CollectionGB 0231 University of Aberdeen, Special Collections
Ref NoMS 3290/2/176
TitleLetter from Amelia Nyasa Laws to her relatives
Date25 February 1917
Extent2 sheets
DescriptionLetter from Amelia Nyasa Laws, 7 Via Venti Settembre, Rome, to her relatives, thanking her father for his letter; pleased that her mother is recovering but being forced not to do too much; the factor of clothes in recovery; she is now back at work but Aunt has a cold; Ernesta has been suffering from a raw throat but is now cured; Uncle has been suffering after a draught in the car; Vincenzo has also been ill; visit of Miss Chiellini with news of Mr. Burns, whose rheumatism is so bad that he can only cross a room supported by a chair; while he is away in Taranto his wife and daughter are to stay in a hotel as they cannot manage at home on their own; Uncle has been organising a 'Board of Management' comprising Dr. Rossi, Mr. Gibson, Hale Benton and some others in order to stave off future attacks from Blake while dispersing Gibson's power; Uncle has not delegated anything, however, and always gets his own way, so it is a misnomer; it is of no value now and Gibson will eventually dominate it; speculation that the Continental Committee will soon come under the Foreign Mission Committee, at the retirement of Milne Rae; the finance would be better though the Continent would be swamped; there is no local support for the Continental mission and they have no right to expect it from home; there is as much scope for converting the heathen on the Continent as in Africa; there has been a further gift of money from America to buy Testaments and Gospels for the Italian front, which means more work for Uncle; a new edition has to be prepared, but there are three choices for how to do it; Cordano is exempt from military service so will still be able to help; Uncle will soon say that he must stay in Rome all summer; there is to be a reception for Colonel Tursini in return for the medals awarded to the nursing volunteers; Amelia gave a contribution but was glad that she was too ill to attend; Uncle would not have let her, anyway; Mrs. Bianchi is discouraged in her massage work as cases are sent away too quickly and the patients do not wish to be cured; one recently refused to be massaged.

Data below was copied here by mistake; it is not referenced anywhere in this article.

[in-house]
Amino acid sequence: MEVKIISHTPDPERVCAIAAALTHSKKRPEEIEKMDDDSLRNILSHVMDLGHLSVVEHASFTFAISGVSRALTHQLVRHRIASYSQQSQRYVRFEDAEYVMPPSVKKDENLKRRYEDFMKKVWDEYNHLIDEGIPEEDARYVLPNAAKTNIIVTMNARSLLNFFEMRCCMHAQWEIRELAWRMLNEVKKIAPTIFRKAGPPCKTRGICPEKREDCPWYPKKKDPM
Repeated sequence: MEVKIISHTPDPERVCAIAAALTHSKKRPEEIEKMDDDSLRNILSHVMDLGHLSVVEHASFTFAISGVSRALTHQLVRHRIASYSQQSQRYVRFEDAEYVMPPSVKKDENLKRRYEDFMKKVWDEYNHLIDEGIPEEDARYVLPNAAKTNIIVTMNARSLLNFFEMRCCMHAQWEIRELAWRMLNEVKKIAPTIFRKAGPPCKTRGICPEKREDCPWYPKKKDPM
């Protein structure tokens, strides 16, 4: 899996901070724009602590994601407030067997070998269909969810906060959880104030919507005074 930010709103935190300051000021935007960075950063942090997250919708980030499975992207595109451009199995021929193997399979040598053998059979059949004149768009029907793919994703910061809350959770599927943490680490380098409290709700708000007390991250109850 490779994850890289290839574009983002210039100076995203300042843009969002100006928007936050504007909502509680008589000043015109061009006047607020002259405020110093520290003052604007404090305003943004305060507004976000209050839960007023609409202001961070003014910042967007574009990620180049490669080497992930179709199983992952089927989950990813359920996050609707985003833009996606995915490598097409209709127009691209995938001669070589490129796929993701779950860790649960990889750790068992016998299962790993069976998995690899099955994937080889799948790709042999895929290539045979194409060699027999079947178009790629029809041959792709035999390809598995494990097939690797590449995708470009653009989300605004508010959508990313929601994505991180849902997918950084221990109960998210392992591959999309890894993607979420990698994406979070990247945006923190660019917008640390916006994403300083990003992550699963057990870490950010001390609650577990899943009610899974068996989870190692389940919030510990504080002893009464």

Access StatusOpen
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